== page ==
|Publication number||US4705165 A|
|Application number||US 06/781,740|
|Publication date||Nov 10, 1987|
|Filing date||Sep 30, 1985|
|Priority date||Sep 30, 1985|
|Publication number||06781740, 781740, US 4705165 A, US 4705165A, US-A-4705165, US4705165 A, US4705165A|
|Inventors||Michael D. Thieke|
|Original Assignee||Thieke Michael D|
|Export Citation||BiBTeX, EndNote, RefMan|
|Patent Citations (21), Referenced by (36), Classifications (7), Legal Events (7)|
|External Links: USPTO, USPTO Assignment, Espacenet|
1. Field of the Invention
The present invention relates, in general, to a device for holding and dispensing snuff.
2. Description of the Prior Art
Various devices have heretofore been developed that relate to holding tobacco products or the like. See, for example, the following U.S. patents: U.S. Pat. No. 1,769,550 granted to Schnabel; U.S. Pat. No. 2,625,937 granted to Sperry; U.S. Pat. No. 3,570,659 granted to Richey; U.S. Pat. No. 1,379,344 granted to Jackson; U.S. Pat. No. 447,615 granted to Lewis; and U.S. Pat. No. 29,387 granted to Kurth et al.
None of the above patents disclose or suggest the present invention.
The concept of the present invention is to provide a device that will sanitarily hold and dispense snuff. The holder includes a hollow body member having an access opening and an outlet opening, a door means selectively movable between an open position in which the access opening is open and a closed position in which the access opening is closed, a closure member pivotally movable between an open position in which the outlet opening is open and a closed position in which the outlet opening is obstructed, and a plunger means movable between a retracted position and an extended position for the dispensing of the snuff from the hollow body member.
One object of the present invention is to provide a holder to keep the snuff fresh.
Another object of the present invention is to provide a sanitary method to dip snuff.
Still another object of the present invention is to eliminate waste by spillage of the snuff when dipping.
Still another object is to provide a holder for snuff that can be easily carried in any pocket.
FIG. 1 is a perspective view of the holder of the present invention.
FIG. 2 is a bottom plan view thereof.
FIG. 3 is a front elevational view thereof shown with the door means in an open position and the plunger means in the extended position.
FIG. 4 is a left side elevational of a portion of the body thereof showing the closure member in the open position.
FIG. 5 is a sectional view substantially as taken on line V--V of FIG. 1.
FIG. 6 is a front elevational view of the plunger means of the present invention.
FIG. 7 is a left side elevational view thereof.
FIG. 8 is a right side elevational view thereof.
FIG. 9 is a top plan view of a portion of the top member of the body member showing the slot therein.
FIG. 10 is a sectional view substantially as taken on line X--X of FIG. 3.
FIG. 11 is a sectional view similar to FIG. 5 but with the body member turned upside down with the plunger means in the extended position.
The holder 11 of the present invention is for holding and dispensing snuff.
Looking, in general, at FIGS. 1 thru 4, the holder 11 includes a body member 13 having an access opening 15 for access into a hollow interior 17 for allowing snuff to be placed within the hollow interior 17 and having an outlet opening 19 which provides a passage for removing the snuff from the hollow interior 17 thereof. The body member 13 is defined by a box-like container including a front wall member 21 in which access opening 15 is provided, a back wall member 23, a first side wall member 25, a second side wall member 27, a top member 29 and a bottom member 31 with the edges of the various members joined together to form a rigid unit. The specific construction of the body member 13 may vary as will be apparent to those skilled in the art. For example, the body member 13 may be molded out of an acrylic plastic or the like. More specifically, the front wall member 21, back wall member 23, first side wall member 25, second side wall member 27, top member 29 and bottom member 31 may be injection molded as a one-piece integral unit out of acrylic plastic or the like.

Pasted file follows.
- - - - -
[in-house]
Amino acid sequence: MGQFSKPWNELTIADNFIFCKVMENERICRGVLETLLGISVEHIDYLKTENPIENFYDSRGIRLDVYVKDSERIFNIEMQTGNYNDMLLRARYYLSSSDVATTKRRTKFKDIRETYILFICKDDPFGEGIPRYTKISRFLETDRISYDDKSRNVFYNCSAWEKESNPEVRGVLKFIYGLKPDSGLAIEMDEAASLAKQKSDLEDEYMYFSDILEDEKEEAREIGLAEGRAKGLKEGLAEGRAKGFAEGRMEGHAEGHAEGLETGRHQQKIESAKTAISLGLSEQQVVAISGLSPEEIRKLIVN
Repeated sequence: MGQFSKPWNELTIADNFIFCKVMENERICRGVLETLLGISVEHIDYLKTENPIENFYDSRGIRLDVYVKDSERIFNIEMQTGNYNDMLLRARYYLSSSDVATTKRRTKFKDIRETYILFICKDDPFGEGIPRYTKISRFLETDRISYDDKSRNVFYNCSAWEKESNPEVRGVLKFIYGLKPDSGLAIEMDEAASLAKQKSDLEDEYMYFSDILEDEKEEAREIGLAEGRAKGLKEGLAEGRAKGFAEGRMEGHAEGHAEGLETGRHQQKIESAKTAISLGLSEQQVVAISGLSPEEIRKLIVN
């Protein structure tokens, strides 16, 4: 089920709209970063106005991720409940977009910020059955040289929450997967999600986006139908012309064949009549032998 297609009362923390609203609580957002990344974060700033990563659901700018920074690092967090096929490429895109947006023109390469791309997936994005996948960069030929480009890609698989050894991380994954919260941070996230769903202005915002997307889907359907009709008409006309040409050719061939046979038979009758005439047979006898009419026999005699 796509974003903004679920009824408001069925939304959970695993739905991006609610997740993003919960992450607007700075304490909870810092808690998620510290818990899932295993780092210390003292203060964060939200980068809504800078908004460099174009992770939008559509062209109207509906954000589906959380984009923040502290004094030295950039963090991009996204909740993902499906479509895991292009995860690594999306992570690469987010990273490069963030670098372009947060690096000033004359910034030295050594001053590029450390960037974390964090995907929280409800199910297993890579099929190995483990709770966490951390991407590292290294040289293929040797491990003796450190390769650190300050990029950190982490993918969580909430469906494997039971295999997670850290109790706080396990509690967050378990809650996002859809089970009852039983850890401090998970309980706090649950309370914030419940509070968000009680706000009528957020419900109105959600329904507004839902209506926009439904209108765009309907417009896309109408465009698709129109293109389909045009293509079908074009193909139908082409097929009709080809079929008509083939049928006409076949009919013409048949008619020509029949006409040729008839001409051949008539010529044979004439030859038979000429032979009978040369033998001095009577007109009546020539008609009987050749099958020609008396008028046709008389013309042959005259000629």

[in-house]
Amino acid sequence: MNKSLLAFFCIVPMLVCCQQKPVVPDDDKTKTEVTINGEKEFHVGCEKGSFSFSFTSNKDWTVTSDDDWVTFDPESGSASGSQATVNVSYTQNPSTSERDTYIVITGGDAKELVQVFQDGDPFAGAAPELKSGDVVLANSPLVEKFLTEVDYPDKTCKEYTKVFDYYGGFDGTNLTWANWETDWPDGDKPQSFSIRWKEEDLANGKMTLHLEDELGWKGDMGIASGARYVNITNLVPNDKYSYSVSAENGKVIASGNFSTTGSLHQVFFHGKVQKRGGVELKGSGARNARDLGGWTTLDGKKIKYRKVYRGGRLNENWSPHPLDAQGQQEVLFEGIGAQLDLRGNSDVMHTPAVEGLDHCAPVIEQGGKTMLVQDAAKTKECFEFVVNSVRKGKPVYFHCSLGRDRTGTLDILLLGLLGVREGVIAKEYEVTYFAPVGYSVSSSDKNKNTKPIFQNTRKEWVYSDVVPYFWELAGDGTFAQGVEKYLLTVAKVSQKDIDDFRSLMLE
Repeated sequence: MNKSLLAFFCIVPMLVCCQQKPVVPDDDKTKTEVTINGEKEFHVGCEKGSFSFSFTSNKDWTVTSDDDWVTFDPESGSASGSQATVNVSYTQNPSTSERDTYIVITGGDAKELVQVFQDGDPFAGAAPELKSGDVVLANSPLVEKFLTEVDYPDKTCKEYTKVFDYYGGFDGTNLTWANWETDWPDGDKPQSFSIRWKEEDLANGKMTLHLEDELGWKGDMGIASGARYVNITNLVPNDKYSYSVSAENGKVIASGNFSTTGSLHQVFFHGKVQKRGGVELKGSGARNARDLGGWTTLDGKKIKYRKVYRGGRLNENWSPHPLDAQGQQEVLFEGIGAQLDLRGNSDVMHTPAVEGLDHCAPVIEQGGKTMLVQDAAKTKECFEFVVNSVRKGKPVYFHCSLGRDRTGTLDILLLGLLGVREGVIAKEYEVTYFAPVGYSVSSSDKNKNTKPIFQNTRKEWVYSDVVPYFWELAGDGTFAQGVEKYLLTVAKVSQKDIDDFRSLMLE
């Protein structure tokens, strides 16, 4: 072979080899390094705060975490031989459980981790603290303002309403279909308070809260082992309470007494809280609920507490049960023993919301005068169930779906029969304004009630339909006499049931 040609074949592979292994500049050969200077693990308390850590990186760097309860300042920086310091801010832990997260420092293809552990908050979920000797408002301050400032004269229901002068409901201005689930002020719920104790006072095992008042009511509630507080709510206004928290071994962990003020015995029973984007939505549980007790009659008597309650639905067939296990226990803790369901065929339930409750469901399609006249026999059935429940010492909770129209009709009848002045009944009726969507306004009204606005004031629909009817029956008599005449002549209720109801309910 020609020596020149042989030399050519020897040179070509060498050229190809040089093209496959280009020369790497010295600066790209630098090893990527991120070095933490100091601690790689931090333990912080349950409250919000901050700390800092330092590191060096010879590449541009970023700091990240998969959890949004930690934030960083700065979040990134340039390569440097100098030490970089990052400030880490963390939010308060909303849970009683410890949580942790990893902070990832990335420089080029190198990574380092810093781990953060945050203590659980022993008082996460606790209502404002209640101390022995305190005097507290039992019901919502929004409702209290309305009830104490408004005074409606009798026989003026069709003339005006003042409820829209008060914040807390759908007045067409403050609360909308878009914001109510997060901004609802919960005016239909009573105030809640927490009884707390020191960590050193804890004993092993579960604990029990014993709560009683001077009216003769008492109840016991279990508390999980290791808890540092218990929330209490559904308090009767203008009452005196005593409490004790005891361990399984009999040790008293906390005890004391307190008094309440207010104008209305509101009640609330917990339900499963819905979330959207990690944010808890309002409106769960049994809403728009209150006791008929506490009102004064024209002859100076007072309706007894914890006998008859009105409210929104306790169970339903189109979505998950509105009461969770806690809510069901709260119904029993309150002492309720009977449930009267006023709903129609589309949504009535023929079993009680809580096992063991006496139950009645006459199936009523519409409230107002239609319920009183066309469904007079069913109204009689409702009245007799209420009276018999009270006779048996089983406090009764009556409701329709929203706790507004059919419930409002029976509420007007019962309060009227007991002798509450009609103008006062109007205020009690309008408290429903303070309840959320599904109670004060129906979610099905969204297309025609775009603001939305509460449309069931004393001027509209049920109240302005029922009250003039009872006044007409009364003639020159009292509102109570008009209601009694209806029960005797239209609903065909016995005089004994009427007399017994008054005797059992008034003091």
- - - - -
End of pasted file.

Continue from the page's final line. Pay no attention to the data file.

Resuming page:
The holder 11 includes a door means 33 slidably mounted in the front wall member 21 of the body member 13 for movement between a closed position 35 (see FIG. 1) in which the access opening 15 is obstructed and an open position 37 in which the access opening 15 is open (see FIG. 3). The door means 33 may consist of simply a flat plate-like member having a raised portion 33' at one end for a thumb hold to move the door means 33 from a closed position 35 to an open position 37. Guide means 38 are preferably provided in the front wall member 21 of the body member 13 for guiding the door means 33 between a closed position 35 (shown in FIG. 1) and an open position 37 (shown in FIG. 3). The guide means 38 may simply consist of a channel member 39 cut into the front wall member 21 and running around the periphery of the access opening 15 of the body member 13. The channel member 39 is constructed in a manner well known to those skilled in the art so as to guidingly constrain the door means 33 when forceably moved between a closed position 35 and an open position 37.
The holder 11 includes a closure member 41 pivotally attached by a pivoting member 42 extending through and into the upper portion of the first side member 25 of the body member 13 (see FIG. 5). The closure member 41 is constructed simply of a small sheet of acrylic plastic which has a pivoting member 42 which may simply consist substantially of a typical screw or the like of well-known construction. The closure member 41 is preferably attached to the upper portion of the first side wall member 25 by pivoting member 42 for movement between an open position 43 in which the outlet opening 19 is opened (see FIG. 4) and a closed position 45 in which the outlet opening 19 is obstructed (see FIG. 1). The closure member 41 is also used as a backing means whose use will hereinafter become apparent.